Postby charliechaplinfan » January 11th, 2010, 3:22 am

Birdy, I understand about Gary Cooper, I sometimes feel like he was a different person in his earlier movies. Farewell to Arms is a lovely film, now I'll never watch the remake because I just can't see it touching the original.
Failure is unimportant. It takes courage to make a fool of yourself - Charlie Chaplin

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Re: WHAT SILENTS & PRE-CODES HAVE YOU SEEN LATELY?

Postby Ann Harding » January 12th, 2010, 5:51 am

Ludwig der Zweite, König von Bayern (1930, Wilhelm Dieterle) with Wm Dieterle
This silent biopic of the tragic King of Bavaria, Ludwig II, directed by Wm Dieterle is now available on DVD (from German FilmMuseum). Being familiar with the 1972 Visconti film (Ludwig), I was rather intrigued by this earlier feature. Wilhelm Dieterle plays the title role extremely well. He is totally convincing and understated. Cleverly the film concentrates on the last years of his reign when he was dethroned by court intrigue. We discover a king who suffer from melancholia and depression, but who isn't 'mad' as such. But the ministers and court officials cannot stand any longer his spending in vast castles. One title card states: 'If he had spent vast amounts of money on wars rather than building castles, nobody would have declared him mad.' It rings very true. The actual death of the king remains a mystery to this day. Did he commit suicide? Was it an accident or a murder? He was found drowned (with his physician) in Lake Starnberg, in only 2ft of water. In the film, Dieterle manages this scene very well. The film is rather static and slow moving, but it uses cleverly the actual settings where the King lived. I was somewhat disappointed by the piano score on the disc. The pianist used quite a bit of Wagner (Lohengrin, Tannhauser, Wesendonk Lieder) where it was absolutely obvious, but the rest of the time the tempo felt wrong and didn't reflect the melancholia of the King. He really missed an opportunity there, especially for a character who was so fond of music. Overall, an interesting feature. I need now to watch the second film on the DVD: Das Schweigen am Starnbergersee (The Silence at Lake Starnberg, 1920) by R. Raffé which is also about Ludwig II.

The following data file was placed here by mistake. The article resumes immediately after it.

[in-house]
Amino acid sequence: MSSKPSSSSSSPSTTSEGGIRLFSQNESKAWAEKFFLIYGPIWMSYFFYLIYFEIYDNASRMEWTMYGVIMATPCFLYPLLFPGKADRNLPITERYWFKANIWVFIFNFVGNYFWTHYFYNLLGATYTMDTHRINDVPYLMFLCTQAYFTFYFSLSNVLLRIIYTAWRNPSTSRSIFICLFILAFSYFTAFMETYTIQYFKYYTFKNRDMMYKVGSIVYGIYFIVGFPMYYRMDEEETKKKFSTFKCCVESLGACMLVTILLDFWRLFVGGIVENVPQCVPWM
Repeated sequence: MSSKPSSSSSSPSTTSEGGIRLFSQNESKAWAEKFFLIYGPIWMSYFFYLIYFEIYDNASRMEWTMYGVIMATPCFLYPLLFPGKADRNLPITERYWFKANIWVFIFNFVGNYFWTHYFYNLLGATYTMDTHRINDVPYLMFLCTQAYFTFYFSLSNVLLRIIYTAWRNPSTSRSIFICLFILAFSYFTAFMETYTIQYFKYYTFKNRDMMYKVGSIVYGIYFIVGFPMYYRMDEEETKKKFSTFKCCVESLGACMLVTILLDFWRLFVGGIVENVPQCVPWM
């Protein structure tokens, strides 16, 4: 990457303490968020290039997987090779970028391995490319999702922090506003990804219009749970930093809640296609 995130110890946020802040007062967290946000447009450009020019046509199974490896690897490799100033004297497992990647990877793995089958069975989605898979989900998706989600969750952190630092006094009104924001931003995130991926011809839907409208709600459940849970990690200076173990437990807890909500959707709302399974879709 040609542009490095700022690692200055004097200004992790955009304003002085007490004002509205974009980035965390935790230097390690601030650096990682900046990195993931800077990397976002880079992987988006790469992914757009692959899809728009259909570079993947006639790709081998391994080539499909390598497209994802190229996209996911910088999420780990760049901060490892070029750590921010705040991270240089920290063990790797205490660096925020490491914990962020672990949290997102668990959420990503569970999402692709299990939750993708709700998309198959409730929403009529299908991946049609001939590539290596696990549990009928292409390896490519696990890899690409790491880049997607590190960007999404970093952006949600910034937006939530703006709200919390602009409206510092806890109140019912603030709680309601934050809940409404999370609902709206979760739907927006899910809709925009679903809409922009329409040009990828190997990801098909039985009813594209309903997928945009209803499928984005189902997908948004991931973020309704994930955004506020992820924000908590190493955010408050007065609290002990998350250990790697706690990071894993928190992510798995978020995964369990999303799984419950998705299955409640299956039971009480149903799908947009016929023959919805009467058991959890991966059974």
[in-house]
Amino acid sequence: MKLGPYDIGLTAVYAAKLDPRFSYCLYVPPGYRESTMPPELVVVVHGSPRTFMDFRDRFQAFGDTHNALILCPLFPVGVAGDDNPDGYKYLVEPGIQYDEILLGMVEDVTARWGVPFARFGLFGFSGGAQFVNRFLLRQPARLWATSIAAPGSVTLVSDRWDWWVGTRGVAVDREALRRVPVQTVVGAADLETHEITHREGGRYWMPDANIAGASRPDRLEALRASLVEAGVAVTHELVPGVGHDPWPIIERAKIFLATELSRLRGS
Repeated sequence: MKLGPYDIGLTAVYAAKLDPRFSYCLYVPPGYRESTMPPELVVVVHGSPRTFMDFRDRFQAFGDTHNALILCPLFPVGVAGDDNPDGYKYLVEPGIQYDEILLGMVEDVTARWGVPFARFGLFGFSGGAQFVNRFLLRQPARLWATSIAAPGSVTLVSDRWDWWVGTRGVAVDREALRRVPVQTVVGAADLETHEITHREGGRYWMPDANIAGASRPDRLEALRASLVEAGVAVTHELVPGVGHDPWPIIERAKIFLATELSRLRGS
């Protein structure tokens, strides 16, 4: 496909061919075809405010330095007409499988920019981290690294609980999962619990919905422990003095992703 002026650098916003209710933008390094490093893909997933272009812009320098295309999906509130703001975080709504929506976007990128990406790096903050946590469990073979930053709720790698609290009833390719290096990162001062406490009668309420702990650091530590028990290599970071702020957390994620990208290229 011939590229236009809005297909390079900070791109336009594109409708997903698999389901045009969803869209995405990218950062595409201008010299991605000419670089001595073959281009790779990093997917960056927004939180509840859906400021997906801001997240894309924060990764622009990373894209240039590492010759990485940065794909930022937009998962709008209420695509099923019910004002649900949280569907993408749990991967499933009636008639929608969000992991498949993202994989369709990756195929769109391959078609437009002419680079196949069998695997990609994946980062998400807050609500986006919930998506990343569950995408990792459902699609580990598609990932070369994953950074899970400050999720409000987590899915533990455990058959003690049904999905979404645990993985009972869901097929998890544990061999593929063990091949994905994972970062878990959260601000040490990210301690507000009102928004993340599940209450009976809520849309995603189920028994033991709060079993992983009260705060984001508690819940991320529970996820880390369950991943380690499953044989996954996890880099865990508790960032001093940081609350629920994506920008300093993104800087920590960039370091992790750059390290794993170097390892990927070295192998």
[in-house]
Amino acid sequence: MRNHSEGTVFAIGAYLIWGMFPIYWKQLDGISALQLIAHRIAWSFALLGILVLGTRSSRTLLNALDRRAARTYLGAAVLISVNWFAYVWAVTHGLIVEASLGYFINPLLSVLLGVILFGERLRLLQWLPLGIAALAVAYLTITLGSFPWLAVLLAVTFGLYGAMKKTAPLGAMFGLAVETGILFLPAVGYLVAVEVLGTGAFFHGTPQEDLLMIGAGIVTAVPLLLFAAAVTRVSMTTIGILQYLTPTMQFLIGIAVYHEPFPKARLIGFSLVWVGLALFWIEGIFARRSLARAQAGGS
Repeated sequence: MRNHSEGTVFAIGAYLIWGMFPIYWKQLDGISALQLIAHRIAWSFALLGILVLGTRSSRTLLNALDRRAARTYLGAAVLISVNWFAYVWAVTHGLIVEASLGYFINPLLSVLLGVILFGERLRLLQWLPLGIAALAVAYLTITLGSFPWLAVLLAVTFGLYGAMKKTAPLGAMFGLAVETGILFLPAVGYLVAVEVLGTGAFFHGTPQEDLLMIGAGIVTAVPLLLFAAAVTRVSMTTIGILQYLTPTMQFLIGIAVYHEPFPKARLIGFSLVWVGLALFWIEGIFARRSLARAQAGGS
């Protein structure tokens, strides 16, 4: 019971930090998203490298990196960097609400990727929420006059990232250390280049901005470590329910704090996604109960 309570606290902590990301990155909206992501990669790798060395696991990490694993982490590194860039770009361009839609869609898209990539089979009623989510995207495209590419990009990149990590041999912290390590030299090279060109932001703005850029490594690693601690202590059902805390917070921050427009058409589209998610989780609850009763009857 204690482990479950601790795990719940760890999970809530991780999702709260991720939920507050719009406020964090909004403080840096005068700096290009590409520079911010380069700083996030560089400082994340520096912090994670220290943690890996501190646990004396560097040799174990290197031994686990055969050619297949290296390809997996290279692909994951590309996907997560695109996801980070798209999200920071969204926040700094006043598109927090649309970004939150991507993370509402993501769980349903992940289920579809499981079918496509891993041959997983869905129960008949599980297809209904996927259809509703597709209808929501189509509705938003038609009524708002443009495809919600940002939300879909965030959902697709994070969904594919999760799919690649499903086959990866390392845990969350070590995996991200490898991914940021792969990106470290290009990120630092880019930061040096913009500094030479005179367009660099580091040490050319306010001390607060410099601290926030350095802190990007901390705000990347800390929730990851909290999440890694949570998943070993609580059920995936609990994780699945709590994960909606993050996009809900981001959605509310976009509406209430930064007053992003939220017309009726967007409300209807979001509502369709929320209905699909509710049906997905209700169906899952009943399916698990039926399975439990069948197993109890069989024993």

Last edited by Ann Harding on January 13th, 2010, 4:21 am, edited 2 times in total.